A reliable system of continuous anti-vascular endothelial growth factor (VEGF) delivery has the potential to greatly reduce the high treatment burden of monthly eye injections for patients with neovascular age-related macular degeneration (nAMD) and their caregivers. Now, with the Ladder phase 2 trial for a port delivery system (PDS) of ranibizumab now complete, researchers say such an option can maintain both visual acuity and central foveal thickness (CFT), suggesting strong long-term efficacy.
“The benefit is huge, as outcomes are equivalent to monthly gold-standard ranibizumab injections,” said Arshad Khanani, MD, director of clinical research at Sierra Eye Associates, and clinical associate professor at the University of Nevada, Reno and lead author on the study. “PDS can address the unmet need of durability, as well as the treatment burden from frequent injections and visits which leads to non-compliance and vision loss in the real world.”
Dr. Khanani and fellow investigators affirm that continuous VEGF suppression may achieve better long-term outcomes in treating nAMD. The multicenter phase 2 clinical trial measured vision and anatomical outcomes, as well as local and systemic safety.
In total, 220 patients at 49 sites in the United States were randomized into 4 groups; PDS filled with ranibizumab 10 mg/mL, 40 mg/mL, 100 mg/mL, or a control group who received monthly intravitreal ranibizumab 0.5 mg injections. Participants selected were diagnosed with nAMD in the preceding 9 months, and displayed benefit from initial anti-VEGF therapy. Total length of the study was 38 months, and the mean time for PDS participation was 22.1 months.
PDS is a permanent, refillable implant placed by an ophthalmic surgeon in the operating room. Ranibizumab is released continuously into the vitreous through passive diffusion. “The flange rests at the ocular surface under the conjunctiva,” Dr. Khanani explained. “It has a septum through which refill-exchange is performed in the office under topical anesthesia.”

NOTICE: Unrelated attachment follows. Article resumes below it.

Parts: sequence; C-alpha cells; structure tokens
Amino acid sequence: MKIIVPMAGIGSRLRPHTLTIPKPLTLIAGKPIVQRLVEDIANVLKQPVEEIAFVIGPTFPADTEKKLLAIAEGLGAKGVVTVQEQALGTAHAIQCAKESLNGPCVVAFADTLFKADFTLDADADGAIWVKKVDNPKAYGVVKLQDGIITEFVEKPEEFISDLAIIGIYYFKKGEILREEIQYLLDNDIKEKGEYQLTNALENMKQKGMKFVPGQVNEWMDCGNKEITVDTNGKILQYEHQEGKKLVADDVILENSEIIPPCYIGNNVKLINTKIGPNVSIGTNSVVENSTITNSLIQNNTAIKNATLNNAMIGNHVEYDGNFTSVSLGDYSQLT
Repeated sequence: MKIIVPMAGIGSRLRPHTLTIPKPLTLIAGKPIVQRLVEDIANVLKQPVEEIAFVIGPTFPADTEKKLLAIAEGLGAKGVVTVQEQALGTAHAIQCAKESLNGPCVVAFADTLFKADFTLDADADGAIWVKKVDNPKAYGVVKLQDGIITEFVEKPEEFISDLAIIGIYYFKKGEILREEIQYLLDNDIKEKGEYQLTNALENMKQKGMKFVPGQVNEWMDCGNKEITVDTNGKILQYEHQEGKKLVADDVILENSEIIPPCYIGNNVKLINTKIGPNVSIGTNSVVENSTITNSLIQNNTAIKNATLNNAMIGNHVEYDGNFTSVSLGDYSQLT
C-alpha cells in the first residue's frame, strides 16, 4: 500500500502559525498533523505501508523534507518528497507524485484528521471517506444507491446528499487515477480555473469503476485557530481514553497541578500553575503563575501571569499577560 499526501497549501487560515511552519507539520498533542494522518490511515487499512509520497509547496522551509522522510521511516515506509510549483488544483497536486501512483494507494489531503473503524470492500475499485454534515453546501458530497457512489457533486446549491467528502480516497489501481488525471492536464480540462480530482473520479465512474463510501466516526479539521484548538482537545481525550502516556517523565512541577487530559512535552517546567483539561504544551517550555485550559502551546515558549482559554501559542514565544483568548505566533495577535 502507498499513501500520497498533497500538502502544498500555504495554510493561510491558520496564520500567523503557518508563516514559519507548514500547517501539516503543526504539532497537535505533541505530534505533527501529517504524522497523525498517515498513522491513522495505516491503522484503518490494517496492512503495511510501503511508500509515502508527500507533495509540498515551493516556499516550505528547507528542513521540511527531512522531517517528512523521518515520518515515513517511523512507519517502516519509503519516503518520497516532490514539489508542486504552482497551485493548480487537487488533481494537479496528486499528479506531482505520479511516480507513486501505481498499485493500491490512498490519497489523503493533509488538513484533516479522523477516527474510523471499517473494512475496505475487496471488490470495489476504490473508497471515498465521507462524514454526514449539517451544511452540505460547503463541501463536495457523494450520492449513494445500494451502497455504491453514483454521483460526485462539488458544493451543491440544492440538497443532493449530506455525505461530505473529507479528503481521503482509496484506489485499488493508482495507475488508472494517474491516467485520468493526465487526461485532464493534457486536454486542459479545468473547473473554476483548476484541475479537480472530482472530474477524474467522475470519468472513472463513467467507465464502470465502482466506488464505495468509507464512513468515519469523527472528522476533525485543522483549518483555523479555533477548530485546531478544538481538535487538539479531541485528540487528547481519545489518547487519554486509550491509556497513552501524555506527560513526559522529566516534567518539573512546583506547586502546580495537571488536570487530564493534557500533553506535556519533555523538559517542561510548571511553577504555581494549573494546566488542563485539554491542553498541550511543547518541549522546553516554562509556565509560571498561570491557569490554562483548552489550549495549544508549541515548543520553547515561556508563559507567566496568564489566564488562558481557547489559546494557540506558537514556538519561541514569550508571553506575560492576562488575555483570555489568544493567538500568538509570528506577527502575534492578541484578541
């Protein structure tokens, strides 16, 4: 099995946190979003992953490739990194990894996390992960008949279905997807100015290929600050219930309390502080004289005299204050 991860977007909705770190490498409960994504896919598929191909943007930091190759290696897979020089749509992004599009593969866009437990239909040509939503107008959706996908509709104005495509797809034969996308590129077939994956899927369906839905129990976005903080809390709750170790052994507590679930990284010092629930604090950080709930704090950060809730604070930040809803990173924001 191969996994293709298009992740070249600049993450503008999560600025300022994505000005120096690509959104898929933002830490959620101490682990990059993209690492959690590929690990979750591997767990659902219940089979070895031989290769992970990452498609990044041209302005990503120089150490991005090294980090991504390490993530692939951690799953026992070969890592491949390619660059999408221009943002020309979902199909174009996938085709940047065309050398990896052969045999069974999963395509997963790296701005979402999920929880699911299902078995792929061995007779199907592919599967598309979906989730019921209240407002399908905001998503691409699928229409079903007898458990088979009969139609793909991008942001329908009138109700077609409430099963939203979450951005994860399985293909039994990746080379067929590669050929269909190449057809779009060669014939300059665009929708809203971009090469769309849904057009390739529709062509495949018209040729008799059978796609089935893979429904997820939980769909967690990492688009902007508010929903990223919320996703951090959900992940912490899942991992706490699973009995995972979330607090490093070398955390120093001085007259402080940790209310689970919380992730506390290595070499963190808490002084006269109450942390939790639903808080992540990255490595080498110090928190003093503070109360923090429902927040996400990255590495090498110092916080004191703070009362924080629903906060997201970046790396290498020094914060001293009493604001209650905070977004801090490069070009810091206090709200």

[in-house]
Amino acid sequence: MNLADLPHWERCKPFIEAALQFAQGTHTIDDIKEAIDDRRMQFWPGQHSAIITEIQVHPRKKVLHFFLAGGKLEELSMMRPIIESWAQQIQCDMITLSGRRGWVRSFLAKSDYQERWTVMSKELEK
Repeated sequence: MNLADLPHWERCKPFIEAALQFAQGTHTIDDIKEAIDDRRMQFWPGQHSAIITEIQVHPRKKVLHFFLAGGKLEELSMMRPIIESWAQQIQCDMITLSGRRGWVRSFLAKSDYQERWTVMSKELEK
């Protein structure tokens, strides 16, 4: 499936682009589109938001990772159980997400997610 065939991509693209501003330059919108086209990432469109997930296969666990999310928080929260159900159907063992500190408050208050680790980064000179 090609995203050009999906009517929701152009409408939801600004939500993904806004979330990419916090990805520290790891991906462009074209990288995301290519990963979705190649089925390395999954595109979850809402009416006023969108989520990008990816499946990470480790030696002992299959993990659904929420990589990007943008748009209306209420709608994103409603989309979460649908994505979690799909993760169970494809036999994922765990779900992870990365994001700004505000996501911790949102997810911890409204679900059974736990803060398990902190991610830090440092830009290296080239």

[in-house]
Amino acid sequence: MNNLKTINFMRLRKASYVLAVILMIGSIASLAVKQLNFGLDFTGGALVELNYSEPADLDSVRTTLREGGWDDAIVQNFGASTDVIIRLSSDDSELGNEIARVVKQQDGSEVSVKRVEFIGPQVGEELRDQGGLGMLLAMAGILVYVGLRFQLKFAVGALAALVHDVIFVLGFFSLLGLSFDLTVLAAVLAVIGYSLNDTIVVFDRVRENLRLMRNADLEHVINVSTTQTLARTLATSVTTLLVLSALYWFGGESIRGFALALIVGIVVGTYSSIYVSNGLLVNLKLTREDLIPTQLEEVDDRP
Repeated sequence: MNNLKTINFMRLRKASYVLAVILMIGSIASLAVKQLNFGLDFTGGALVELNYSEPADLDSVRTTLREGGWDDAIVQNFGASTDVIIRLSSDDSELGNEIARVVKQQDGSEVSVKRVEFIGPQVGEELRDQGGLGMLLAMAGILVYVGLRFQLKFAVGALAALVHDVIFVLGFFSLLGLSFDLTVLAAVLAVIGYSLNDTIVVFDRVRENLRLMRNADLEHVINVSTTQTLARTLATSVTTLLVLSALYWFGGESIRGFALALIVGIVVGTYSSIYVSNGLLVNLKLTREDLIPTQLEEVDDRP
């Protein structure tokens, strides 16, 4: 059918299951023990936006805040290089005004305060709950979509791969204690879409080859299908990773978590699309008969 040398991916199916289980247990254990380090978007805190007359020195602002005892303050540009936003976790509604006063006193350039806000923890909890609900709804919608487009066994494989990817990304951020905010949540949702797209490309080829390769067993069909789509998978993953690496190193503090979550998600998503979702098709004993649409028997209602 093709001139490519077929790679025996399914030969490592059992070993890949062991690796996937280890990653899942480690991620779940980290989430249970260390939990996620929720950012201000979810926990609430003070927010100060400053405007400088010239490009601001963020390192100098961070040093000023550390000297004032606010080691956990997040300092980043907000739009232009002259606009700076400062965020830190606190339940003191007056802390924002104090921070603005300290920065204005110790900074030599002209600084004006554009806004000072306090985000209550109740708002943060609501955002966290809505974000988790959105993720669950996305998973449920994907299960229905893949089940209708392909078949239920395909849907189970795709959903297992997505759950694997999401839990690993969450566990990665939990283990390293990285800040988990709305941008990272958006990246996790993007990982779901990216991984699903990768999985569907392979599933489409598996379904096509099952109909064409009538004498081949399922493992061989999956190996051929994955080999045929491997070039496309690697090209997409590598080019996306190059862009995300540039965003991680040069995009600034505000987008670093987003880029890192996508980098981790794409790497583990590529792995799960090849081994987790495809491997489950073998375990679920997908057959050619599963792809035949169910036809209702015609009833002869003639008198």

During the trial’s monthly monitoring, if CFT increased or if best-corrected visual acuity (BCVA) decreased by a specified threshold, or a new macular hemorrhage occurred, the need for a refill-exchange was triggered. The median time to first refill was 8.7 months in the PDS 10 mg/mL group, 13.0 months for those receiving 40 mg/mL, and 15.8 months in the 100 mg/mL arm. Further, for subjects receiving the 100 mg/mL dose who received at least 1 refill, the median time from first to second refill was 8.8 months.
Investigators observed a dose-related response with respect to BCVA and CFT at month 22, including the following:
- Baseline vision was maintained in 57.7% of subjects receiving PDS 10 mg/mL, 80.0% in the 40 mg/mL group, and 87.5% with a 100 mg/mL dose.
- Baseline vision was maintained in 88.9% for those receiving monthly intravitreal injections.
- Mean CFT change from baseline measured -0.7 μm in the 10 mg/mL group, -20.9 μm for the 40 mg/mL dose, and -4.0 μm in the 100 mg/mL group.
- Mean CFT change from baseline was -10.9 μm in the monthly injection group.
Because PDS involves implantation, post-surgical adverse events were observed in a number of subjects. These included mild-to-moderate vitreous hemorrhage, cataract, rhegmatogenous and tractional retinal detachment, endophthalmitis, hyphema, and conjunctival effects.
“Most of the risks are associated with conjunctival erosion and retraction and they can be mitigated with good surgical technique,” Dr. Khanani added. As the Ladder trial concluded, 96.6% of eligible participants enrolled in the ongoing Portal extension study.
In the subjects who had their implants removed, investigators found no signs of implant clogging. Limitations of the trial included the variable length of time for which subjects participated, and the smaller sample size of phase 2. “Rates of macular atrophy were similar between all 4 study arms, indicating no increase in macular atrophy with PDS,” Dr. Khanani explained. He and fellow researchers advise further exploration of macular atrophy rates in a larger population sample.
Dr. Khanani noted that the port was generally well tolerated by patients, and the systemic safety was close to equal with monthly intravitreal injections. “Overall, it is a good option for most patients who don’t want (monthly) injections,” he said.
Disclosure: Several study authors declared affiliations with the biotech and pharmaceutical industries. Please see the original reference for a full list of authors’ disclosures.
Khanani A, Callanan D, Dreyer R, et al., End of study results for the ladder phase 2 trial of the port delivery system with ranibizumab for neovascular age-related macular degeneration. Ophthalmol Retina. Published online November 18 2020. doi: https://doi.org/10.1016/j.oret.2020.11.004.